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Understanding and Addressing Intimate Partner Violence

Globally, intimate partner violence (IPV) is a severe problem that has an impact on individual lives and relationships. It describes any abuse that takes place in an intimate relationship that is physical, sexual, or emotional (Makhubele et al., 2018). It is not relevant what color, gender, sexual orientation, or socioeconomic position a pair is from; this can happen between partners, spouses, or romantic partners. IPV should not be taken lightly since it can have detrimental effects on the victim’s physical and mental health. It is fundamental for folks in the human services sector to comprehend intimate partner violence (IPV) and how treatment can support victims.

The Cycle of Violence: One trend that is frequently observed in abusive relationships is the cycle of violence. According to Sangeetha et al. (2022), there are three stages to it: the building of tension, the acute explosion phase, and the honeymoon phase. The perpetrator becomes more agitated and judgmental of the victim during the tension-building phase, which can result in verbal and emotional abuse. Walking carefully is the hallmark of this phase, which might extend for several months or even years. When the tension reaches a breaking point during the acute explosion phase, physical violence follows. In the third stage, known as the honeymoon phase, the abuser could express regret and remorse, giving the victim hope that the abuse will not recur. But the cycle persists, and the partnership becomes a violent rollercoaster with reconciliation periods.

Safety is Key: As professionals, the victim’s safety should always come first when handling IPV instances. Establishing a safety strategy and working with the victim to draft a safety contract is essential. The protocol provides access to resources like phone lines, shelters, neighborhood support services, and instructions on what to do in an emergency (Lynch et al., 2021). It is imperative to acknowledge the diverse manners in which individuals may encounter intimate partner violence (IPV), as it is not limited to physical abuse but can also manifest as emotional, financial, or sexual assault.

Ethics and Ethical Challenges: Therapists may face moral dilemmas when handling IPV patients. Finding a balance between the victim’s protection and the secrecy of the therapeutic connection can be challenging. In certain situations, the therapist might have to disclose the abuse to the police, endangering the safety of the client in the process. Because they can affect how they deal with the couple, therapists must also be conscious of their prejudices and preconceptions. Maintaining ethical limits requires constant self-evaluation and seeking guidance or assistance when necessary.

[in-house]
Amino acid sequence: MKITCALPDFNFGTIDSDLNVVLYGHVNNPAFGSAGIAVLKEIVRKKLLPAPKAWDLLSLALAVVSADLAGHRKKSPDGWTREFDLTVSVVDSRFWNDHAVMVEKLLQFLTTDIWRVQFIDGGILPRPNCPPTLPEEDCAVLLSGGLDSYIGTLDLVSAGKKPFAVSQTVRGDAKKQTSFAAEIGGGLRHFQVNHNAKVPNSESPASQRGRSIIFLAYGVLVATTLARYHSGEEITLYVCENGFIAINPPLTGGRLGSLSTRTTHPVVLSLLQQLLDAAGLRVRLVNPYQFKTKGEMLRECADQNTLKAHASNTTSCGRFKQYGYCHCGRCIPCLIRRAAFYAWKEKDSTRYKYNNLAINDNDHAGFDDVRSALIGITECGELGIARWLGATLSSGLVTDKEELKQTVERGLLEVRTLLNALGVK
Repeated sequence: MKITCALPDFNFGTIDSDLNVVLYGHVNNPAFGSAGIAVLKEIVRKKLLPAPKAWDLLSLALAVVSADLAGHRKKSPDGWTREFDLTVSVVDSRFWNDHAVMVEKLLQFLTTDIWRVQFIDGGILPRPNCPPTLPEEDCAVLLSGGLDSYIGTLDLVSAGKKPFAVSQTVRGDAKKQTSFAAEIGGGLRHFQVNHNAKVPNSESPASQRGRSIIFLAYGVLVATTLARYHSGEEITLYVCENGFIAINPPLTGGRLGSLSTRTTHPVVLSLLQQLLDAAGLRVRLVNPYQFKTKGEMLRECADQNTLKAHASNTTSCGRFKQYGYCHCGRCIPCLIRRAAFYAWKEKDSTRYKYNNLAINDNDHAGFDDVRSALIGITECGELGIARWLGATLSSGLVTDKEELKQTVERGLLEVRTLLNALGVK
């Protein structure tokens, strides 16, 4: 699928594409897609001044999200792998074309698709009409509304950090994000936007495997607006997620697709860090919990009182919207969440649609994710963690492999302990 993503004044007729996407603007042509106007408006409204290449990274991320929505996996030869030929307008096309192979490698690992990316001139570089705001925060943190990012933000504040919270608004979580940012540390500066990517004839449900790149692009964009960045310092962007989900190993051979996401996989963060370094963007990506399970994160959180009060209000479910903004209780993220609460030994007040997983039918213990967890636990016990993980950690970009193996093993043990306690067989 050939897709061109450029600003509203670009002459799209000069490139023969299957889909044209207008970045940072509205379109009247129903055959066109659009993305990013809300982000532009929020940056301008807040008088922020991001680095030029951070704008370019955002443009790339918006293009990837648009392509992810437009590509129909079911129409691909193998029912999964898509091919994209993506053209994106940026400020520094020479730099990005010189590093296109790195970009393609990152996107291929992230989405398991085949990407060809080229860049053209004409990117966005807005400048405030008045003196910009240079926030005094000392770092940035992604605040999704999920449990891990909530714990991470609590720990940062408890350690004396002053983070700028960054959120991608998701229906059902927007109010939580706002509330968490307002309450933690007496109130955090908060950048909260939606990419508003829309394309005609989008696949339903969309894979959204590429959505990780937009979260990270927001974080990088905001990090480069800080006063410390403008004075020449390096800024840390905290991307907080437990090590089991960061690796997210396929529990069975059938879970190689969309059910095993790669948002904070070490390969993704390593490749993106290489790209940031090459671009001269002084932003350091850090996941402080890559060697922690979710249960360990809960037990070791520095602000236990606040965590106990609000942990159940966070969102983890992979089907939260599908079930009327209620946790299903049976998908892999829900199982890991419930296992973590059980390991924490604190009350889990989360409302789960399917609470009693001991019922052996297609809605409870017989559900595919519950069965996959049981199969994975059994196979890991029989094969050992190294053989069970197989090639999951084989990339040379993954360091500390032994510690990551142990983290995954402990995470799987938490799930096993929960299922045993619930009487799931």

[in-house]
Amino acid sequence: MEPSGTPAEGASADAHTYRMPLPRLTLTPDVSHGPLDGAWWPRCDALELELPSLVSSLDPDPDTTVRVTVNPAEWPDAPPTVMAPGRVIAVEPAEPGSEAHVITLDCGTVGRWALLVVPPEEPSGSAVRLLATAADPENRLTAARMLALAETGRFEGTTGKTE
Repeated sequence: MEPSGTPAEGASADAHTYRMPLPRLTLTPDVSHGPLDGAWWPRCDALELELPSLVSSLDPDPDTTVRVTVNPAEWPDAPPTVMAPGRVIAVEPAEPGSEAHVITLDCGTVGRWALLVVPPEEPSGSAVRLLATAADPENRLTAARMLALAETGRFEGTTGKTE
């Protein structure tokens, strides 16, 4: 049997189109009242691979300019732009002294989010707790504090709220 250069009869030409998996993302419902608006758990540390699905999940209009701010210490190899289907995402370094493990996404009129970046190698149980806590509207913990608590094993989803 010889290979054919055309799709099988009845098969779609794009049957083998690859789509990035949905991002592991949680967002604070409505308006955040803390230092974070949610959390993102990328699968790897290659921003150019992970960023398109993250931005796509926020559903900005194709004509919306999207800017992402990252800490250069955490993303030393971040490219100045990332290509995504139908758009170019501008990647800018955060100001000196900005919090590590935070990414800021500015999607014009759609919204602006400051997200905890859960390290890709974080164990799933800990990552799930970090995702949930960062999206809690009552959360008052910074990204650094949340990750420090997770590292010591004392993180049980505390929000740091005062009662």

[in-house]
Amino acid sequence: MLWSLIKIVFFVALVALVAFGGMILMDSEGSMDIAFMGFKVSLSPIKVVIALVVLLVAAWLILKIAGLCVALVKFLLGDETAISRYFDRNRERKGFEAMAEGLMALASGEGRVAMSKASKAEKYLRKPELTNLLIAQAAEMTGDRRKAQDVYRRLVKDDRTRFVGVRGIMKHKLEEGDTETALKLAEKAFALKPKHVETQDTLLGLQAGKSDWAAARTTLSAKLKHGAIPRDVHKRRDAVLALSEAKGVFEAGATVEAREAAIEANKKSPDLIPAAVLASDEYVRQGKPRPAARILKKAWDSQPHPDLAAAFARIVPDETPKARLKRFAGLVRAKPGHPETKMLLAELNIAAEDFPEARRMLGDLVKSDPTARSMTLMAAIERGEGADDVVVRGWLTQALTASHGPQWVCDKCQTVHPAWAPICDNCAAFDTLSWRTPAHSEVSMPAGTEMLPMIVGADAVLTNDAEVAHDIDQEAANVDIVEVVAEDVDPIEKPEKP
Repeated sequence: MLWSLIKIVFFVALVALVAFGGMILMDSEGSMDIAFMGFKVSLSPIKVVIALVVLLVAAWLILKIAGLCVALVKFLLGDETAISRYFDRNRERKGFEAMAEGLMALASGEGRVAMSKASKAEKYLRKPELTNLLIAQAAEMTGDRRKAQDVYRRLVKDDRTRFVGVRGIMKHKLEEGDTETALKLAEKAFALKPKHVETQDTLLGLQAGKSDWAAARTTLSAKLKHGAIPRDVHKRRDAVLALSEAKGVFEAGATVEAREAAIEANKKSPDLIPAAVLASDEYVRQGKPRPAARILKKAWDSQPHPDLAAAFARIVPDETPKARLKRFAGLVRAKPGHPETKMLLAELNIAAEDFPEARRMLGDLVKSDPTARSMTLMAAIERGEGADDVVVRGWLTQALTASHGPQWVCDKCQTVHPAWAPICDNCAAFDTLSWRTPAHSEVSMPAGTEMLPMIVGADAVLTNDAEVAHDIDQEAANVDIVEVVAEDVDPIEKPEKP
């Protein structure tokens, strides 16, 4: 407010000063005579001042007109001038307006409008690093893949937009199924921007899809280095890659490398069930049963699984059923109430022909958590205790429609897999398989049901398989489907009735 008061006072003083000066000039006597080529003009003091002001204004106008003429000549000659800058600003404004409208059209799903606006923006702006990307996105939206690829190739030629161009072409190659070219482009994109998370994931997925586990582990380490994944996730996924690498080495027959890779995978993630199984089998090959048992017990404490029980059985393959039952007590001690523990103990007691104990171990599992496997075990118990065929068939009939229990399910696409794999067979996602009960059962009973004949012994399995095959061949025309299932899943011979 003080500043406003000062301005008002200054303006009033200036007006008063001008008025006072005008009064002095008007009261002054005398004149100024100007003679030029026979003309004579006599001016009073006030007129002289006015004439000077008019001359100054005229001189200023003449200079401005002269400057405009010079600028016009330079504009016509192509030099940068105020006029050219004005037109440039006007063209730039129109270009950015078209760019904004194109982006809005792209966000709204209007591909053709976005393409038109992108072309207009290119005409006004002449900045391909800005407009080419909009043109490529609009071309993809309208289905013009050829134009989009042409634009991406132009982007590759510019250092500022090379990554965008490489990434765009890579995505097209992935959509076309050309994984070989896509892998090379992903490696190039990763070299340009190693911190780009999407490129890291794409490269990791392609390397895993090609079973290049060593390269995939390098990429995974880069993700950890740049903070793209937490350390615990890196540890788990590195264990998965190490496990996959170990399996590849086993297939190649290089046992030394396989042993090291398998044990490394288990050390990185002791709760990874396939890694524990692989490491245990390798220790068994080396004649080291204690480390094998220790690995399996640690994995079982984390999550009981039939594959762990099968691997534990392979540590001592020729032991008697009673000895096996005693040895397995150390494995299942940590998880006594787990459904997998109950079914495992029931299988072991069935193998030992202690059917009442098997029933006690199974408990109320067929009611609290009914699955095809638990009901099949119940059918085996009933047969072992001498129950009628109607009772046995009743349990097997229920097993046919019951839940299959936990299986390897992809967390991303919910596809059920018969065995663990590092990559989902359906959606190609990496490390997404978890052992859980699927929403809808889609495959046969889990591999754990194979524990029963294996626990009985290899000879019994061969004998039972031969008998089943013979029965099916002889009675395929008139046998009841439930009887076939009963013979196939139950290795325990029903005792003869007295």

Pros and Cons of Working with Both Partners: Couples therapy can be advantageous because it offers a secure environment where couples can discuss and work through their problems. However, collaboratively working with the couple can be difficult if there is a history of IPV. It is important to carefully assess the possibility of the victim suffering additional harm or becoming a new victim. Working with both partners has several benefits, such as improving communication, recognizing triggers, and creating more positive interaction patterns (Stata, 2019). But it is critical to put the victim’s safety and well-being first and act only when it’s safe.

Addressing IPV in Therapy: When it comes to managing IPV and fostering wholesome relationships, therapy can be extremely important. According to Tarshis & Baird (2019), it can offer a secure and encouraging setting where the victim can work through their experiences and recover from the trauma. Additionally, therapy can assist the abuser in recognizing and altering their violent habits, leading to the development of more positive and non-violent interactions with their spouse. Furthermore, treatment can help the couple address underlying issues that may be contributing to the violence and help them establish good communication skills.

In summary, IPV is a severe problem that needs to be understood and addressed by human service experts. It is fundamental for therapists to put the victim’s safety first, recognize moral dilemmas, and proceed with caution when working with both partners. Addressing IPV and fostering beneficial connections can be accomplished with the help of therapy. Together, let’s break the cycle of violence and assist people impacted by intimate partner abuse in their quest for empowerment and healing.


Lynch, K. R., Logan, T. K., & Hatch, E. (2021). Examining the role of safety planning and firearms in community professional advice and perceived helpfulness for female IPV victims. Journal of family violence36, 163-173.

Makhubele, J. C., Shika, F. L., & Malesa, S. E. (2018). Knowledge of students at higher learning institutions on intimate partner violence (IPV). Gender and Behaviour16(1), 10889-10901.

Sangeetha, J., Mohan, S., Hariharasudan, A., & Nawaz, N. (2022). Strategic analysis of intimate partner violence (IPV) and the cycle of violence in the autobiographical text–When I Hit You. Heliyon8(6).

Stata, R. (2019). Organizational learning-the key to management innovation. MIT Sloan Management Review30(3), 63.

Tarshis, S., & Baird, S. L. (2019). Addressing the indirect trauma of social work students in intimate partner violence (IPV) field placements: A framework for supervision. Clinical Social Work Journal47, 90-102.


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